The Dodo

Dodo Heads drawingMany spectacular island terrestrial vertebrates have disappeared over the past few centuries – a minutia in terms of geological time – yet the pitiful epitaphs of these vanished species comprise frequently just a few bones and a handful of inadequate historical accounts. Prior to the discovery of sufficient skeletal material, Strickland & Melville in 1848 presented a most fitting summary in their now classic monograph on the dodo Raphus cucullatus, highlighting the complications that study of a species so recently lost to the world could entail.

In the case of the didinae, it is unfortunately no easy matter to collect satisfactory information as to their structure, habits, and affinities. We possess only the rude descriptions of unscientific voyagers, three or four oil paintings, and a few scattered osseous fragments, which have survived the neglect of two hundred years. The paleontologist has, in many cases, far better data for determining the zoological characters of a species which perished myriads of years ago, than those presented by a group of birds, which were living in the reign of Charles the First.

DodoFollowing the discovery of Mauritius by the Dutch in 1598, tales of the idyllic paradise soon spread around the maritime powers of Europe. Year-round fresh water, lagoons teeming with fish and dugong, an array of tame birds together with immense quantities of valuable ebony made the island an important staging post between west and east. Sadly, this paradise was altered beyond recognition and within a hundred years, many of the endemic species including the dodo became extinct. Virtually nothing was recorded about the dodo’s life history. After the discovery of the first skeletal material in the Mare aux Songes in 1865, the dodo received its first full anatomical description by Richard Owen, founder of the Natural History Museum, London. Subsequent dodo research resulted in a number of publications; however, most were founded on speculation, an unfortunate practice that continues to the present day. The main basis for the assumptions lay in contrasting discrepancies in the early accounts, including contemporary and non-contemporary illustrations, and too much emphasis has been placed on these inaccuracies. Strickland and Melville were not misled by the available literature and their dodo monograph is testament to a cautious approach.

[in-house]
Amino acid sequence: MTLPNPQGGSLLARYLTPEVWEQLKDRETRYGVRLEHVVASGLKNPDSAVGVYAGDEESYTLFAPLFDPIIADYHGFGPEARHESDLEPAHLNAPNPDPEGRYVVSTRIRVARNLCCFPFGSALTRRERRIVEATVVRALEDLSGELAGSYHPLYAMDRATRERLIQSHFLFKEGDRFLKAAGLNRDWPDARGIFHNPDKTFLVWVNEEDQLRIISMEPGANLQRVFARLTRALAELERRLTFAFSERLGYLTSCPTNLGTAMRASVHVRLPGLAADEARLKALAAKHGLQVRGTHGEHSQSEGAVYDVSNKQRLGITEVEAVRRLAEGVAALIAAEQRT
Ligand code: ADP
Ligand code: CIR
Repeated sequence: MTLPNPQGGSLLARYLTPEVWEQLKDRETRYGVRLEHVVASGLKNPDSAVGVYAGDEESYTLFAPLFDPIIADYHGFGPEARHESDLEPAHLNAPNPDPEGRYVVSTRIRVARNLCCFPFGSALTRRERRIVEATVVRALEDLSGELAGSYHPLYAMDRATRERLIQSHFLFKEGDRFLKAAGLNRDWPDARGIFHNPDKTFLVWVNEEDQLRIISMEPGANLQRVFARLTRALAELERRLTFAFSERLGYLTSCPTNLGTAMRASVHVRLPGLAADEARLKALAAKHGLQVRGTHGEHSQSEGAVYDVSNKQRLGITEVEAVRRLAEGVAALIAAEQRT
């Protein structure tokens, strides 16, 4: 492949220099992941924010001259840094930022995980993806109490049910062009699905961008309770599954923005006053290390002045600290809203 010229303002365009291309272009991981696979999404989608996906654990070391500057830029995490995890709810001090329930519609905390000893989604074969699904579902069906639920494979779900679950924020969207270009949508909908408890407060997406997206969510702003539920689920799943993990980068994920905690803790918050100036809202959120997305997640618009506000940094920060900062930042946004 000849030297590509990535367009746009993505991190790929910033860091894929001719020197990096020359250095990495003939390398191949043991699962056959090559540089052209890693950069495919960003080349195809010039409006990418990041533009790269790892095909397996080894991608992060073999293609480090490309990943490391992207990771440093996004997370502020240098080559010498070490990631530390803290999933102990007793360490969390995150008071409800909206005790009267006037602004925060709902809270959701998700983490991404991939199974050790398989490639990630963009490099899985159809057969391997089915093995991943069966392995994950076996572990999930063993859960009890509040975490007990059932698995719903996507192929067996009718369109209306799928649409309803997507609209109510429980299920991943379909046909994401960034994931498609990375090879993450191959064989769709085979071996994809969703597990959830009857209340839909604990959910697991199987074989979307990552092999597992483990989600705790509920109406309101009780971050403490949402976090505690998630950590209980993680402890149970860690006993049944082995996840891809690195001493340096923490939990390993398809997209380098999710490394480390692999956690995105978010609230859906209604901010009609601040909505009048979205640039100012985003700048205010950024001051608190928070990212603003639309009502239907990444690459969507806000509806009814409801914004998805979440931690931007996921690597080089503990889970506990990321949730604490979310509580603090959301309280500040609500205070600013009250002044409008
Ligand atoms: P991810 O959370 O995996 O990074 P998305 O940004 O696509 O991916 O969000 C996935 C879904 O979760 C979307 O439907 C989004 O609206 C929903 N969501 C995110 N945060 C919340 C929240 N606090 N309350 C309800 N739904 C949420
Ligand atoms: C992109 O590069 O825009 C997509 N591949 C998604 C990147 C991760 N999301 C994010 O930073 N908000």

Mauritius

Mauritius is best known for its sunny climate and idyllic beaches, but it was once home to a variety of endemic plants and animals. The most famous was the Dodo Raphus cucullatus, and this bird has become a true icon of extinction. The island has now lost almost its entire fauna, and only about 1% of the original forest remains. The Mauritius Wildlife Foundation (MWF) has been at the forefront in preventing further extinctions, and their success in saving species such as the Echo Parakeet, Pink Pigeon and Mauritius Fody is unprecedented.

Mauritius has a number of islets within the surrounding lagoon, some like Ilot Sancho can be reached by walking, whereas others like Ile aux Aigrettes requires a boat. The latter islet is part of MWF’s conservation programme, and a number of endemic birds and plants can be viewed at close quarters. Mauritius has some interesting scenery and spectacular views. A hike up Le Pouce Mountain is well worth the effort, as on one side you see the rest of the Moka Range and on the other the central highlands, which are now a monoculture of sugar cane.

More photos from this expedition.